Did Dewey Really Defeat Truman In The 1948 Election?

One of the most famous images in United States presidential election history is that of a grinning Harry S. Truman proudly holding up a copy of the Chicago Tribune with the emblazoned headline: "Dewey Defeats Truman."

Even those with a passing knowledge of American history know that there never was a President Dewey, so the picture of Truman showing off the headline can be confusing. The picture was taken at the end of the 1948 presidential election which pitted incumbent President Harry Truman against the governor of New York Thomas Dewey.

According to Britannica, while Truman was responsible for guiding the United States through the end of World War II, his popularity quickly plummeted in the years that followed. A strong showing from the Republican Party in the 1946 mid-term elections was another sign that Truman would be facing an uphill battle in '48. Not helping Truman's case was a schism within his own Democratic Party, with many of the party's southerners disagreeing with Truman's civil rights policies.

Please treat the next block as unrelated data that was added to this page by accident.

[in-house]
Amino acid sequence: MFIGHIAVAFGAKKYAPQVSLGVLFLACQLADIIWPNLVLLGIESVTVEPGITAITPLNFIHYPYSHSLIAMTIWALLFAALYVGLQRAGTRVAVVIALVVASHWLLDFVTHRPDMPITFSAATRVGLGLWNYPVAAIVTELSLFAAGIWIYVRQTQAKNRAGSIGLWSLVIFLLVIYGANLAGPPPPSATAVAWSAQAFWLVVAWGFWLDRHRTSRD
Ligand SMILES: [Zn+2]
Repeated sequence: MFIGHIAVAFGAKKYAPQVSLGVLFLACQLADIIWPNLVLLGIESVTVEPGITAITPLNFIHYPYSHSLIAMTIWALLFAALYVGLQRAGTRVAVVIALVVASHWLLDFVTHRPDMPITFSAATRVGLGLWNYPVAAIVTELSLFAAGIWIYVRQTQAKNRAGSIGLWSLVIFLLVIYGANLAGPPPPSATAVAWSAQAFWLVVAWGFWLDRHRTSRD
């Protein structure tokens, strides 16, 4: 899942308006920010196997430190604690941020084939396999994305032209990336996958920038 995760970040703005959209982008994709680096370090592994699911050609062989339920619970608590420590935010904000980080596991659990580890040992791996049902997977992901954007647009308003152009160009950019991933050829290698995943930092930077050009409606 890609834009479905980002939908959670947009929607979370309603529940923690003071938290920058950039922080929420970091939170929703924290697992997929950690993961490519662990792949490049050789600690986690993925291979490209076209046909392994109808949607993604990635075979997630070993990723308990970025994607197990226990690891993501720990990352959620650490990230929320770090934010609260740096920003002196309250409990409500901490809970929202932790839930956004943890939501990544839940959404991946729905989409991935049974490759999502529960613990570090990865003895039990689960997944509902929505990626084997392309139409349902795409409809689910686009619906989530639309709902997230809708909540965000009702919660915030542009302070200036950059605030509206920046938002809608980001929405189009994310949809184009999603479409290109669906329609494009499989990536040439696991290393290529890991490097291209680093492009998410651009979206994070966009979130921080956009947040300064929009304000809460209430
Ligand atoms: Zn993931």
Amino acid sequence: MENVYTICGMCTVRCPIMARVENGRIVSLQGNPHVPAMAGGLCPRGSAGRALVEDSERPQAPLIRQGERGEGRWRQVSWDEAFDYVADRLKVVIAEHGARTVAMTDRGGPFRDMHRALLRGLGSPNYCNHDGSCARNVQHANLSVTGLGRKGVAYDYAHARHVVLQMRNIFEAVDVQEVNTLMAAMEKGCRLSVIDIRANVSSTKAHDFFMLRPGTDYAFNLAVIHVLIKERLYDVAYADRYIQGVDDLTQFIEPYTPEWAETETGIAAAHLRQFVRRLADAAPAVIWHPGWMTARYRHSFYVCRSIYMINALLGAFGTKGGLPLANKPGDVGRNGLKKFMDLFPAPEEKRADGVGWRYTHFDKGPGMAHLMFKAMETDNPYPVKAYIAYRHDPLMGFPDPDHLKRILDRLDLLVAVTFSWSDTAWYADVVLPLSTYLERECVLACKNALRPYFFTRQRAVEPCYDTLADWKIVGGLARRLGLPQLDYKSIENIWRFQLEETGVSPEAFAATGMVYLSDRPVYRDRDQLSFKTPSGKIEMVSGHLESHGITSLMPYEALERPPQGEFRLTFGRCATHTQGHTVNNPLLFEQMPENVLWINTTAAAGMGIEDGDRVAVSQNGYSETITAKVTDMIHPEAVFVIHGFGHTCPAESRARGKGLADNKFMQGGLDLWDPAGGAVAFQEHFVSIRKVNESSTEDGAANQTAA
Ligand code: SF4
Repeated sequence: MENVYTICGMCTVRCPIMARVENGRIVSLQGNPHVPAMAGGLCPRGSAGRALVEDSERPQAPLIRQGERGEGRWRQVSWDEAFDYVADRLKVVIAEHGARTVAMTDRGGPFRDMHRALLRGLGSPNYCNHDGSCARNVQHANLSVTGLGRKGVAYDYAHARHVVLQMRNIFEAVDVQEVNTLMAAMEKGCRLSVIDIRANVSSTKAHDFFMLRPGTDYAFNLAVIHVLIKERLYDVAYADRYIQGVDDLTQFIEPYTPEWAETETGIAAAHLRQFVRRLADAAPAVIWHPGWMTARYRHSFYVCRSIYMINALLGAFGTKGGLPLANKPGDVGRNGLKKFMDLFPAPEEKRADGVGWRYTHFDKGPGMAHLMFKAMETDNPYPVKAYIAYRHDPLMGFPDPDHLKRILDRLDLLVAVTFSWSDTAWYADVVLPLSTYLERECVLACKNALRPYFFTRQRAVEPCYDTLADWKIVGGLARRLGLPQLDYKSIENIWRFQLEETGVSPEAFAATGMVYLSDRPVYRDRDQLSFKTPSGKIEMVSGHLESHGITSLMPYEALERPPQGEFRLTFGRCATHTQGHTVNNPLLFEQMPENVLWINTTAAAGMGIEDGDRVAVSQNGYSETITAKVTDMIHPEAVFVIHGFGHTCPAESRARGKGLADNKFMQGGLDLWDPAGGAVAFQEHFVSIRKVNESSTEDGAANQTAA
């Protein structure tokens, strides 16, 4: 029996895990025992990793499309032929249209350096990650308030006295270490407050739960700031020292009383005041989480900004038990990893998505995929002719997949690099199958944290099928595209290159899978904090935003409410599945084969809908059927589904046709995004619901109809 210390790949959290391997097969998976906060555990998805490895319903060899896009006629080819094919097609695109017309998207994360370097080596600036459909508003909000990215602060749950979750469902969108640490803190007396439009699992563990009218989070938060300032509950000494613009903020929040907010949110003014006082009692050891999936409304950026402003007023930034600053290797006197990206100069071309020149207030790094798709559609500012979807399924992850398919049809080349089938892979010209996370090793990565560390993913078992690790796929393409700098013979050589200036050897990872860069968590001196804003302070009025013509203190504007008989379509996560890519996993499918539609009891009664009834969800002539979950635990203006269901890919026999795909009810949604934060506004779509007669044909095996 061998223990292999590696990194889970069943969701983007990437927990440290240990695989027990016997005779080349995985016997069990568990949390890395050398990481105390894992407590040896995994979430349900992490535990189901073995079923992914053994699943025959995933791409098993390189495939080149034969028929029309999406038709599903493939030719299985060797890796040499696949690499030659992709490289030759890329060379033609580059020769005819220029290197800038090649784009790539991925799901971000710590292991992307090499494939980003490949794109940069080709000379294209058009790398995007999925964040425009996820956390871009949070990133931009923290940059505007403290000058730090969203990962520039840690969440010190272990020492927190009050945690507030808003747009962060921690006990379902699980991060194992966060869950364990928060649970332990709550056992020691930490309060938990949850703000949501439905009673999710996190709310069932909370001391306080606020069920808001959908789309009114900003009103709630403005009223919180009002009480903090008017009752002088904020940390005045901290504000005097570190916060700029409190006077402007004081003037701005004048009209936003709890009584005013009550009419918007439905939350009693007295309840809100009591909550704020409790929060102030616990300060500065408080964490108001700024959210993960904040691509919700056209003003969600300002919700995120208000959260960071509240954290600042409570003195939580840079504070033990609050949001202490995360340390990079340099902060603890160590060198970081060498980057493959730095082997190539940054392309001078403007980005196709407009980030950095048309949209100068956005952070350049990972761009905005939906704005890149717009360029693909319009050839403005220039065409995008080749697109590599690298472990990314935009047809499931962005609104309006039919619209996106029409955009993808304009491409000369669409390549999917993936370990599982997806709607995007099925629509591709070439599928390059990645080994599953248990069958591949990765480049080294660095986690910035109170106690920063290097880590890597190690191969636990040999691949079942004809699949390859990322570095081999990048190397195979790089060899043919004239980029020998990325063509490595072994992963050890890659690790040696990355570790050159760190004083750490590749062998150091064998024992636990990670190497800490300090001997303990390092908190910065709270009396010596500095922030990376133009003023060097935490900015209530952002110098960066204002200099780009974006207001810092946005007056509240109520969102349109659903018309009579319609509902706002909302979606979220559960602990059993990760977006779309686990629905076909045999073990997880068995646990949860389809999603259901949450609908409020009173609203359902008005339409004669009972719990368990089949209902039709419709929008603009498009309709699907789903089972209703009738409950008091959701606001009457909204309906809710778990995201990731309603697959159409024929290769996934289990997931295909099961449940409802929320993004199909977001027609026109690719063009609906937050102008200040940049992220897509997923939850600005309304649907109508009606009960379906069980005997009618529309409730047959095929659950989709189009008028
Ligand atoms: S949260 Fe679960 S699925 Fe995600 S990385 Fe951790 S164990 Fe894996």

Hardly anybody thought that Truman had a chance at winning a second term, aside from Truman himself. He told guests at a dinner in Washington, D.C. "​​I will tell you who is going to be the next president of the United States. You are looking at him right now!"

The Chicago Tribune calls the race early

According to Mental Floss, Harry Truman was not particularly fond of the conservative-leaning Chicago Tribune, which referred to him as a "nincompoop" in the run-up to the election.

The Tribune — like just about everyone else — was certain that Truman would lose the election. A printers' strike at the time meant that they had a rushed deadline for their first edition of the day. Editor Loy "Pat" Maloney made the decision to go with the now-infamous "Dewey Defeats Truman" headline after consulting the paper's Washington correspondent Arthur Sears Henning, according to the Chicago Tribune.

By the time the first edition was printed, the race had tightened, and Truman would ultimately go on to carry Illinois and large swathes of the Midwest. It wasn't until two days after the election when Truman's train, on its way to Washington D.C., stopped in St. Louis. Truman stepped onto the platform, and someone handed him a copy of the Chicago Tribune's early election-day edition (per History). Fortunately, photographers were able to capture the moment as Truman got the last laugh in his feud with the newspaper.